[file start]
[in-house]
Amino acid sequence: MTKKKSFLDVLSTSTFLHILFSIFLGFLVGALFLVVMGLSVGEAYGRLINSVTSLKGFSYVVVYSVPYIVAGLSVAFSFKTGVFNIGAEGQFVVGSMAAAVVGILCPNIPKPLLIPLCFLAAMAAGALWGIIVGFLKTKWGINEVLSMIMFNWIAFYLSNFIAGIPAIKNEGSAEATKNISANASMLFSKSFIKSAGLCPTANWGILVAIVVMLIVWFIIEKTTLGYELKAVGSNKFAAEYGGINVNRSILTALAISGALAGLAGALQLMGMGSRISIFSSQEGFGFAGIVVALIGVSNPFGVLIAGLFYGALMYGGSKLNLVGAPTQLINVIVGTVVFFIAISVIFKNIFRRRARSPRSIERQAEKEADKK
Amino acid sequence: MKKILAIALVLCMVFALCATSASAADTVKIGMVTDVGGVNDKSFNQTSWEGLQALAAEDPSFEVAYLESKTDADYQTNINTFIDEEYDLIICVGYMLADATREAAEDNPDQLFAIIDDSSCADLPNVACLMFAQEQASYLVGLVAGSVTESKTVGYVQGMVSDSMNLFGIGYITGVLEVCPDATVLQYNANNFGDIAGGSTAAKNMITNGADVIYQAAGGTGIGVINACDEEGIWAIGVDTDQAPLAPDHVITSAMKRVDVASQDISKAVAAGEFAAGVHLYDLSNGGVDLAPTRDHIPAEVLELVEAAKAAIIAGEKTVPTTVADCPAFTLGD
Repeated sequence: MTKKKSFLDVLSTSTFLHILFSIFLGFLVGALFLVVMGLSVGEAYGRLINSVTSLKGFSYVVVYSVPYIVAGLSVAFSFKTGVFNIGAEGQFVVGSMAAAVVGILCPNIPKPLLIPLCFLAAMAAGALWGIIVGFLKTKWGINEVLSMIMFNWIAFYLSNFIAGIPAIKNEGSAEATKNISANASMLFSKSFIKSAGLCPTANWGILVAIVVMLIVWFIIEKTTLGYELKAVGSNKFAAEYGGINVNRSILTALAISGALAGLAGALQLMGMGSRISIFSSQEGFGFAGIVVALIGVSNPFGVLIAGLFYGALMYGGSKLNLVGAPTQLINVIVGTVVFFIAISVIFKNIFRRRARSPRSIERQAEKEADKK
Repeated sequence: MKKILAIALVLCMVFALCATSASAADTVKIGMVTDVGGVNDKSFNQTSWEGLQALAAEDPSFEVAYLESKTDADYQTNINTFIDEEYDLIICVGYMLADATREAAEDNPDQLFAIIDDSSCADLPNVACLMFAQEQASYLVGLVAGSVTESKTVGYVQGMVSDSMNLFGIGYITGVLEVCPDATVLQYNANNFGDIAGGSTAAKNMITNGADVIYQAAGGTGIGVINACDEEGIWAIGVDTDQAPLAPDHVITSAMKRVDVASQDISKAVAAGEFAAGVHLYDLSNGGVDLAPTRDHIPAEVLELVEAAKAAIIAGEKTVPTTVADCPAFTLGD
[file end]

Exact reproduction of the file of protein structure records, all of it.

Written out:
[in-house]
Amino acid sequence: MTKKKSFLDVLSTSTFLHILFSIFLGFLVGALFLVVMGLSVGEAYGRLINSVTSLKGFSYVVVYSVPYIVAGLSVAFSFKTGVFNIGAEGQFVVGSMAAAVVGILCPNIPKPLLIPLCFLAAMAAGALWGIIVGFLKTKWGINEVLSMIMFNWIAFYLSNFIAGIPAIKNEGSAEATKNISANASMLFSKSFIKSAGLCPTANWGILVAIVVMLIVWFIIEKTTLGYELKAVGSNKFAAEYGGINVNRSILTALAISGALAGLAGALQLMGMGSRISIFSSQEGFGFAGIVVALIGVSNPFGVLIAGLFYGALMYGGSKLNLVGAPTQLINVIVGTVVFFIAISVIFKNIFRRRARSPRSIERQAEKEADKK
Amino acid sequence: MKKILAIALVLCMVFALCATSASAADTVKIGMVTDVGGVNDKSFNQTSWEGLQALAAEDPSFEVAYLESKTDADYQTNINTFIDEEYDLIICVGYMLADATREAAEDNPDQLFAIIDDSSCADLPNVACLMFAQEQASYLVGLVAGSVTESKTVGYVQGMVSDSMNLFGIGYITGVLEVCPDATVLQYNANNFGDIAGGSTAAKNMITNGADVIYQAAGGTGIGVINACDEEGIWAIGVDTDQAPLAPDHVITSAMKRVDVASQDISKAVAAGEFAAGVHLYDLSNGGVDLAPTRDHIPAEVLELVEAAKAAIIAGEKTVPTTVADCPAFTLGD
Repeated sequence: MTKKKSFLDVLSTSTFLHILFSIFLGFLVGALFLVVMGLSVGEAYGRLINSVTSLKGFSYVVVYSVPYIVAGLSVAFSFKTGVFNIGAEGQFVVGSMAAAVVGILCPNIPKPLLIPLCFLAAMAAGALWGIIVGFLKTKWGINEVLSMIMFNWIAFYLSNFIAGIPAIKNEGSAEATKNISANASMLFSKSFIKSAGLCPTANWGILVAIVVMLIVWFIIEKTTLGYELKAVGSNKFAAEYGGINVNRSILTALAISGALAGLAGALQLMGMGSRISIFSSQEGFGFAGIVVALIGVSNPFGVLIAGLFYGALMYGGSKLNLVGAPTQLINVIVGTVVFFIAISVIFKNIFRRRARSPRSIERQAEKEADKK
Repeated sequence: MKKILAIALVLCMVFALCATSASAADTVKIGMVTDVGGVNDKSFNQTSWEGLQALAAEDPSFEVAYLESKTDADYQTNINTFIDEEYDLIICVGYMLADATREAAEDNPDQLFAIIDDSSCADLPNVACLMFAQEQASYLVGLVAGSVTESKTVGYVQGMVSDSMNLFGIGYITGVLEVCPDATVLQYNANNFGDIAGGSTAAKNMITNGADVIYQAAGGTGIGVINACDEEGIWAIGVDTDQAPLAPDHVITSAMKRVDVASQDISKAVAAGEFAAGVHLYDLSNGGVDLAPTRDHIPAEVLELVEAAKAAIIAGEKTVPTTVADCPAFTLGD